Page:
Should I talk to my enemies?


As I went through the long, exhausting prayers of Yom Kippur this year, reading a litany of sins, both personal and communal, and asking God for forgiveness, I occasionally reflected on the emotional reaction to my column last week about my debate with Israel bashers at a church in Culver City.

Friends whom I admire wrote to me, saying things like, “Nice column, David, but you shouldn’t validate these people,” or, “You’ll never change anyone’s mind, so why bother?” or, “I don’t know how you kept your composure; I would have exploded,” and so on.

As I symbolically tapped my chest with my fist during the prayers of lamentation, I wondered: Is talking to my enemies something I should repent? Should I add it to my list of sins?

Honestly, my reaction has been just the opposite. The experience of meeting with a virulently anti-Israel crowd has energized me. I am now more convinced than ever that supporters of Israel must enter the lion’s den whenever possible and make the case for the Jewish state.

The question is, how to make that case.

So far, much of Israeli hasbara has focused on “Israel is just,” “Israel is right,” and “Israel is also a victim.” Even if those claims are strong and defensible, they go only so far. They are too defensive, too reactive.

What I learned that night in Culver City is that there’s a better approach — it’s called “Israel is successful, and the Middle East needs that success.”

I had to experience extreme hostility to fully appreciate how Israel’s enemies are desperate to position Israel as a resounding failure. By focusing solely on Israel’s mistakes with the Palestinians and dismissing the bigger picture, they are turning Israel into a one-dimensional caricature — a country that never stops failing, a country worthy only of condemnation and boycott.

When I turned the tables at the debate and spoke of Israel as the only country in the Middle East worth emulating, I found clarity. The crowd’s anger had no effect on me. I wasn’t defensive. I wasn’t pretending that Israel makes no mistakes.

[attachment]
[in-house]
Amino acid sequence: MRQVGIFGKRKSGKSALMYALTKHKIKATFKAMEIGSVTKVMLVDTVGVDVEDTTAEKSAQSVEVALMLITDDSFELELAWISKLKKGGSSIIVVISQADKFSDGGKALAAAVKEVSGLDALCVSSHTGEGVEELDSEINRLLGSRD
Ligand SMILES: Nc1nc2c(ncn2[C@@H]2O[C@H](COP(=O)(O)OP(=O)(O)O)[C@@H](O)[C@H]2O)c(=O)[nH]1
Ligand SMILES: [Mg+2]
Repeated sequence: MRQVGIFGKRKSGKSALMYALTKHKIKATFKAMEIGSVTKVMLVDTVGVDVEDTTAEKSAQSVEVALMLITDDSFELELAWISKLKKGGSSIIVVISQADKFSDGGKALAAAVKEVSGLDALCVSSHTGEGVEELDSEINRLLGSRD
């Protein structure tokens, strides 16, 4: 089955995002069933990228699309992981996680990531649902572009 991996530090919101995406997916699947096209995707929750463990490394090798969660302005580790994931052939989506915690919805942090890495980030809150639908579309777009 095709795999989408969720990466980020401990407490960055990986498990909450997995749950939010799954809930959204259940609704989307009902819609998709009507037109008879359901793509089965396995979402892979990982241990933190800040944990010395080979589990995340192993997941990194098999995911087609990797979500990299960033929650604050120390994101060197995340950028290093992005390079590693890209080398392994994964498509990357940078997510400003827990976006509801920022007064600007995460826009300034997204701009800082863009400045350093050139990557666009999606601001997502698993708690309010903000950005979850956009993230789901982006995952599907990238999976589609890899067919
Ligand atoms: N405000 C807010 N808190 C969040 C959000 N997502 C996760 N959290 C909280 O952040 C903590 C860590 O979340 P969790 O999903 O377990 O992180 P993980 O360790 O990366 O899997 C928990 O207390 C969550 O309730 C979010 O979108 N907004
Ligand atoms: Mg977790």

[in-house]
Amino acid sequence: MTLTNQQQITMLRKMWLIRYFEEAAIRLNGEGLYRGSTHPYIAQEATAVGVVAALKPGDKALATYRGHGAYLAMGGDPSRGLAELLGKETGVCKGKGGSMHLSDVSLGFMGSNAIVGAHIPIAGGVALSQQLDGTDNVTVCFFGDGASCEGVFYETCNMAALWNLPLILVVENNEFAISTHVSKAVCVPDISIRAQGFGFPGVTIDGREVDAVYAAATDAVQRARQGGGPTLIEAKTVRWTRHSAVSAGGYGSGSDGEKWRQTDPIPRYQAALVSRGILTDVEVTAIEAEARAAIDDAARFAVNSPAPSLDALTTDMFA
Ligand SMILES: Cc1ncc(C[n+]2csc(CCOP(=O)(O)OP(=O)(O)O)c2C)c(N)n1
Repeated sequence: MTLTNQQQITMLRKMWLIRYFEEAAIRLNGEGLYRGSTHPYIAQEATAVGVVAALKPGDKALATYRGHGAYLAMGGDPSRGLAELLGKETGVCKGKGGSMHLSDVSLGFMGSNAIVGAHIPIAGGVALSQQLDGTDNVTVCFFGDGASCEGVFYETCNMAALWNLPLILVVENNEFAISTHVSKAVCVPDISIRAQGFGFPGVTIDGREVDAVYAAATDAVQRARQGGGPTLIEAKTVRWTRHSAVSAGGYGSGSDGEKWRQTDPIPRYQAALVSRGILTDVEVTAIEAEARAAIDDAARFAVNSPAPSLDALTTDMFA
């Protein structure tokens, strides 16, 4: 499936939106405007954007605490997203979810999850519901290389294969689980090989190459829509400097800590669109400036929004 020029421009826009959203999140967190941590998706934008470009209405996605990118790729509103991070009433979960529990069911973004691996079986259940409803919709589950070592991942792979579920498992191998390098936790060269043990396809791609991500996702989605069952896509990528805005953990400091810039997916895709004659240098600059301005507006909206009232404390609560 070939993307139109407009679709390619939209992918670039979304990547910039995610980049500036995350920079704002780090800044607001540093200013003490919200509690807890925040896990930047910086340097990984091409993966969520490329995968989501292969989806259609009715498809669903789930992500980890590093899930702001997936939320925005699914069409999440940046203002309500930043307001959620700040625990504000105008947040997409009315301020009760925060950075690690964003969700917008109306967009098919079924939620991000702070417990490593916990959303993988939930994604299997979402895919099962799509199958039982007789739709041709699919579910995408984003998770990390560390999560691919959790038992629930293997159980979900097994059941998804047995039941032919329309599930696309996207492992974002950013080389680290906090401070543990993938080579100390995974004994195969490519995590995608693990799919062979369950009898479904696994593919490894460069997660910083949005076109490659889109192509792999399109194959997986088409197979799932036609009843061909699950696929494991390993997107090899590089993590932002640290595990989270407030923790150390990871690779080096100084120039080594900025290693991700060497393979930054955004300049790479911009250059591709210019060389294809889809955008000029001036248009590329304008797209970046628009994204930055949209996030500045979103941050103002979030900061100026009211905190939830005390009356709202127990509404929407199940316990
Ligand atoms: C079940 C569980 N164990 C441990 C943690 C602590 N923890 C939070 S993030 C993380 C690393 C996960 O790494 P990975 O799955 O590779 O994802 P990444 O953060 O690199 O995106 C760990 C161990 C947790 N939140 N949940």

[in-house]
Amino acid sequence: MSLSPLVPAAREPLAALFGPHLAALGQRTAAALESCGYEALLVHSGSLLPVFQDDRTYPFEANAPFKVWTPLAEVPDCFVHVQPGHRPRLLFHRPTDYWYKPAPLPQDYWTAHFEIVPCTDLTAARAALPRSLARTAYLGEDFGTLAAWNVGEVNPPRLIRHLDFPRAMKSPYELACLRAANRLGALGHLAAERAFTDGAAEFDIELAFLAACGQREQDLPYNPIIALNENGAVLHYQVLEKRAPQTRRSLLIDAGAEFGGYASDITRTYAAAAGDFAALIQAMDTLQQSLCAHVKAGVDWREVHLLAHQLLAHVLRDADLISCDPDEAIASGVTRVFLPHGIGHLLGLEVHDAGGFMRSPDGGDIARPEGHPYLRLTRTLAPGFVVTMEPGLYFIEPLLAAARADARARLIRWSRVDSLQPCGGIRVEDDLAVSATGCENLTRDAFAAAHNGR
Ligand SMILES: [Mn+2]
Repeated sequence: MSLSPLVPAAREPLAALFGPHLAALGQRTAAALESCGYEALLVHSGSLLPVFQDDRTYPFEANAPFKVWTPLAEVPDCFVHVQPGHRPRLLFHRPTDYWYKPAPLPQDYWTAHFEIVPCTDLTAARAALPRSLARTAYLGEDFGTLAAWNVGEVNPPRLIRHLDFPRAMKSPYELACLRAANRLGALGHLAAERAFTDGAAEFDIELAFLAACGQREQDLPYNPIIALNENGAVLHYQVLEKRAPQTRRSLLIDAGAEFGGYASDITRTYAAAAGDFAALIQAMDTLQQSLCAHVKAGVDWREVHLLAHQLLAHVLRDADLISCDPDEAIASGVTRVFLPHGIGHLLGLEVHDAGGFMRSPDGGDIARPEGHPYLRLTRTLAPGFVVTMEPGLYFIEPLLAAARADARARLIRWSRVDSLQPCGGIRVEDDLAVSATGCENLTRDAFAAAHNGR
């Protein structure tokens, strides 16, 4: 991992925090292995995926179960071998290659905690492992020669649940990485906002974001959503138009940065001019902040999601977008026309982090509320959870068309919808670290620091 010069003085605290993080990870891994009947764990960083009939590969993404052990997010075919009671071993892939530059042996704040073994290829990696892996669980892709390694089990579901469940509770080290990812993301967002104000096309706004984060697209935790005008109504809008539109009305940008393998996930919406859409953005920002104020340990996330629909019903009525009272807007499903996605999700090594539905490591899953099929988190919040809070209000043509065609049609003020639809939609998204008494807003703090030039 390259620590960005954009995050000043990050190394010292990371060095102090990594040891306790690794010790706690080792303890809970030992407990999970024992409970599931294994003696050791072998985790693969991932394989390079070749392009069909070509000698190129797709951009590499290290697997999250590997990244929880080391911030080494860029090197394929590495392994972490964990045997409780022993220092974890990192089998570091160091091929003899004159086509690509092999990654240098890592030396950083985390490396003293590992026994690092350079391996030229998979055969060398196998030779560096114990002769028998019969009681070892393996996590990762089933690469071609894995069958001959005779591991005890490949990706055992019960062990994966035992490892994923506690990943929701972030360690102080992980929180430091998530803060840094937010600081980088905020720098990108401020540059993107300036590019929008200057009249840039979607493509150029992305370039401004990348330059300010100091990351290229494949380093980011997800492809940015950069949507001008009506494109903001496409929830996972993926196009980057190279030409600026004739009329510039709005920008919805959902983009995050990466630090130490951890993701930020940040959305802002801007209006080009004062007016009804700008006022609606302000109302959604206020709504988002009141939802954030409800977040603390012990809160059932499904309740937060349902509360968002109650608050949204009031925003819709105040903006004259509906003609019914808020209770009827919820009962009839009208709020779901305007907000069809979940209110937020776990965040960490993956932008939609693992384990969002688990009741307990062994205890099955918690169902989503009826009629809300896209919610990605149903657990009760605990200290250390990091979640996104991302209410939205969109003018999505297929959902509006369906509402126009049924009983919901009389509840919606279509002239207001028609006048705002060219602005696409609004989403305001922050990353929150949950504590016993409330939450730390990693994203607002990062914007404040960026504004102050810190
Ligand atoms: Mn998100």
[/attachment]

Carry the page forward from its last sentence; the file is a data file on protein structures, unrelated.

What I had identified was a bigger truth that could benefit all 330 million people of the Middle East.

This truth is that Israel holds the secret to the future of the Middle East. It’s a simple fact that no country in the region today comes close to providing the economic opportunities and human freedoms Israel provides. Even if it takes a century, the only way the region will ever create decent societies is if its countries emulate the Israeli system. 

As I saw firsthand that night, this idea drives Israel’s enemies absolutely bonkers — but maybe that’s because it’s painfully true. 

“The Arab world today is more violent, unstable, fragmented and driven by extremism … than at any time since the collapse of the Ottoman Empire a century ago,” Al Arabiya Washington bureau chief Hisham Melhem wrote recently in Politico. “Every hope of modern Arab history has been betrayed.”

Israel — tiny, reviled, courageous Israel — can rescue Arab history. It’s not about perfection, it’s about character. Israel has the character of a successful country. It doesn’t hide its faults — it can’t. It’s a messy, flawed, loud, imperfect society that is saved by its wide-open nature, its basic freedoms, its creative energy and its independent judiciary. The injustices are many, but so are the activists who are free to fight those injustices.

As much as Israel must never stop trying to resolve its conflict with the Palestinians, it can’t allow itself to be defined solely by this failure. Movements such as Peace Now and J Street may annoy some Israel supporters, but they are components of Israel’s successful character. Their very existence speaks to Israel’s open system that allows everyone to fight for the cause of their choice.

Next time you get annoyed by a Jewish peace group, ask yourself: Wouldn’t it be amazing to have these peace groups in every Arab country in the Middle East? 

That’s why I will accept future invitations to talk to my enemies — so I can talk about Israel’s peace groups, Israel’s social activists, Israel’s system of freedom that encourages nonstop scrutiny of its own flaws and mistakes. That is the Israeli way that the rest of the Middle East must emulate if it wants to deliver on the promise of the Arab Spring.

The most interesting reaction I got to last week’s column was from a friend who recently did a 10-day Buddhist meditation retreat called Vipassana. The course taught her, she said, to have “empathy/sympathy toward someone who is being angry toward you, instead of giving into it.”

While continuing to defend itself, Israel must also show empathy for the people of the Middle East who have been conditioned to despise Israel and see it as a curse rather than a blessing.  

More than anything, Israel is a big idea, and it is no sin to share that idea with people who need to hear it.


David Suissa is president of TRIBE Media Corp./Jewish Journal and can be reached at davids@jewishjournal.com.

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